|Date of Birth||March 17, 1879|
|Place of Birth||Waterdown, Wentworth County, Ontario|
|Next of Kin||Mrs. Edith Mary Easterbrook (wife), Norman, Ontario|
|Trade / Calling||Foreman|
|Service Record||Link to Service Record|
|Battalion||No. 110 Company, No. 55 District|
|Force||Canadian Expeditionary Force|
|Branch||Canadian Forestry Corps|
|Enlisted / Conscripted||Enlisted|
|Place of Enlistment||Kenora, Ontario|
|Address at Enlistment||Norman, Ontario|
|Date of Enlistment||15/08/1916|
|Age at Enlistment||37|
|Theatre of Service||Great Britain|
|Prisoner of War||No|
|Date of Death||17/04/1970|
|Age at Death||91|
|Buried At||Wetaskiwin Cemetery, Wetaskiwin, Alberta|
Private Frederick Elmo Easterbrook was married and the father of six children when he signed up with a forestry unit in August 1916. He served in England and Scotland for two years and returned to Canada for health reasons in the fall of 1918.
Fred was the son of James and Carrie Easterbrook and he grew up in Flamborough East, Wentworth County, Ontario. He was born on 17 March 1879 in either Burlington or the nearby village of Waterdown. His father was a farmer who had emigrated from Ireland and his mother was born in Ontario.
Fred was married in Bridgeburg, Welland County on 27 April 1900, at age 21. His wife Edith Mary Coxon was born in 1879 in Long Eaton, Derbyshire, England and she came to Canada with her family as a child. Shortly after their marriage Fred and his wife moved to the town of Rat Portage (later called Kenora) in northwestern Ontario, where his parents were living. Their oldest son William James was born there in March 1901. He was followed by George, Hazel, Fred Jr., Maud, Ruth and Millicent. Two other children died young and they are buried in Lake of the Woods Cemetery in Kenora. Fred worked as a carpenter and millhand and by 1910 he and his family had settled in the neighbouring village of Norman.
Fred enlisted on 15 August 1916, just as the war entered its third year. He was 37 years old by then and working as a foreman and millwright. He said he had served for three years with a militia unit, the 20th Lorne Rifles. Fred joined the 238th Battalion, a forestry unit that was headquartered in Ottawa and recruited in Ontario and western Canada. Just a few weeks after enlisting he was on his way overseas, embarking from Halifax with his battalion on 11 September on the SS Scandinavian and landing at Liverpool eleven days later.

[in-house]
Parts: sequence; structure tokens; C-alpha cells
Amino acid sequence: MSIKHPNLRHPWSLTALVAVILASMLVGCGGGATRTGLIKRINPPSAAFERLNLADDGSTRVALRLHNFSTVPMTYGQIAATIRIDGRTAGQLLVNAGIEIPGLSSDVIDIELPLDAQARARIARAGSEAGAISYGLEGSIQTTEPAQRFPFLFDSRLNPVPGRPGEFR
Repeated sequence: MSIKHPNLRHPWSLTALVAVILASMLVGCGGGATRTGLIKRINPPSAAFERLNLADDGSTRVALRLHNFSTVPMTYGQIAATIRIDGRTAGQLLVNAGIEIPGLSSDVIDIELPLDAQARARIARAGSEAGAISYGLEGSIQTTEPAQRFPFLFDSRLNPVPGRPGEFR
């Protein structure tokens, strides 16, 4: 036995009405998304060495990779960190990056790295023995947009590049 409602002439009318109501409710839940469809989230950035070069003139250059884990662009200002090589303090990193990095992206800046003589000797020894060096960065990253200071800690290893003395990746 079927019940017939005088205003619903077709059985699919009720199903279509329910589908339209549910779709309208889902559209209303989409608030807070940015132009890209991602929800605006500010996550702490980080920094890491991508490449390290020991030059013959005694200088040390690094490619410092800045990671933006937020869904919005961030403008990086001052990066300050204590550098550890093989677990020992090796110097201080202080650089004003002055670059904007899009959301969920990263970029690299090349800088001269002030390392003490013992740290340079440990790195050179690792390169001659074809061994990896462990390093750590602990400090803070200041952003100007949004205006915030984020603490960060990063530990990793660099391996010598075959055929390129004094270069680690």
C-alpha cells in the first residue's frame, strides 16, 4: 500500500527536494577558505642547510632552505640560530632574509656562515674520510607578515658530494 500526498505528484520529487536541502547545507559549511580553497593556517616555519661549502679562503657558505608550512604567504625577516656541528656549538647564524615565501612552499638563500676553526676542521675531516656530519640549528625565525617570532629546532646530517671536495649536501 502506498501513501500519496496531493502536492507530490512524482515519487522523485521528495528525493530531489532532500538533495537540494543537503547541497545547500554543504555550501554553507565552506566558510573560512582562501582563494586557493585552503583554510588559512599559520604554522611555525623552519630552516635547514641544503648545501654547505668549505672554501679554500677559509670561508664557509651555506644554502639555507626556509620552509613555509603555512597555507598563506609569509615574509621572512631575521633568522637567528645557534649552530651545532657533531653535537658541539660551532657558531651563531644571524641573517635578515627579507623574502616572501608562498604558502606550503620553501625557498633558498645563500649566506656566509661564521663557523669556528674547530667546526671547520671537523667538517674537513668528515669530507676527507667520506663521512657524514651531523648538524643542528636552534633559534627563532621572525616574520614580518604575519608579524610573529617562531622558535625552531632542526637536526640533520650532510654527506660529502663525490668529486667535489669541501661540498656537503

About two months after arriving in the UK Fred was transferred to the Canadian Forestry Corps. In January 1917 he was assigned to No. 1 District (later renamed No. 51 District), located in the Inverness area in Scotland. In the UK men in the forestry corps cut timber, operated saw mills, laid railway track as needed, hauled logs to the mills and transported lumber to the nearest railway. Company camps had sleeping huts, dining rooms, recreational huts, canteens, officers’ quarters, workshops and garages, bath houses, stables and medical units. Many of them also had farms where the men grew grain and vegetables for their own use. Fred was employed as a saw filer and in November 1917 he was transferred to No. 110 Company in District 55, which was based in Stirling, Scotland.
In January 1918 Fred became ill with rheumatic fever and acute rheumatism. He spent two weeks at the 3rd Scottish General Hospital in Glasgow followed by six weeks at the Canadian Convalescent Hospital in Bromley, Kent. In early March he was moved to the Canadian Red Cross Special Hospital in Buxton, where he was diagnosed with myalgia and bursitis. He recovered there until 23 May. After a few weeks at the Canadian Forestry Corps Depot he was transferred to the Canadian Discharge Depot to await his return to Canada. He embarked from London on the SS City of Poona in late September, arriving in Montreal on 7 October. A medical exam found him unfit for further war service and he was discharged in Winnipeg on 7 November. Four days later the Armistice was signed. Fred’s oldest son William James had enlisted in May 1916, at age 15. He served in the UK and was sent back to Canada in November 1917, due to being a minor.
After his discharge Fred returned to his family in Kenora and his youngest daughter Millicent was born about a year later. Around that time Fred moved to Alberta and took a job in a sawmill in Millet, a village south of Edmonton. His wife and children joined him later and they made their home there for more than thirty years. In the 1920s they spent about four years in Mercoal, further west, before returning to Millet. Edith passed away in 1956, at age 77, and she’s buried in the cemetery in Wetaskiwin. By the early 1960s Fred was retired and living in the nearby town of Calmar. He died at the Veterans’ Home in Edmonton on 17 April 1970, a month after his 91st birthday. He is buried beside his wife in Wetaskiwin Cemetery.
By Becky Johnson
Some information is from: Tales and Trails of Millet Volume 1 (Millet and District Historical Society, 1978).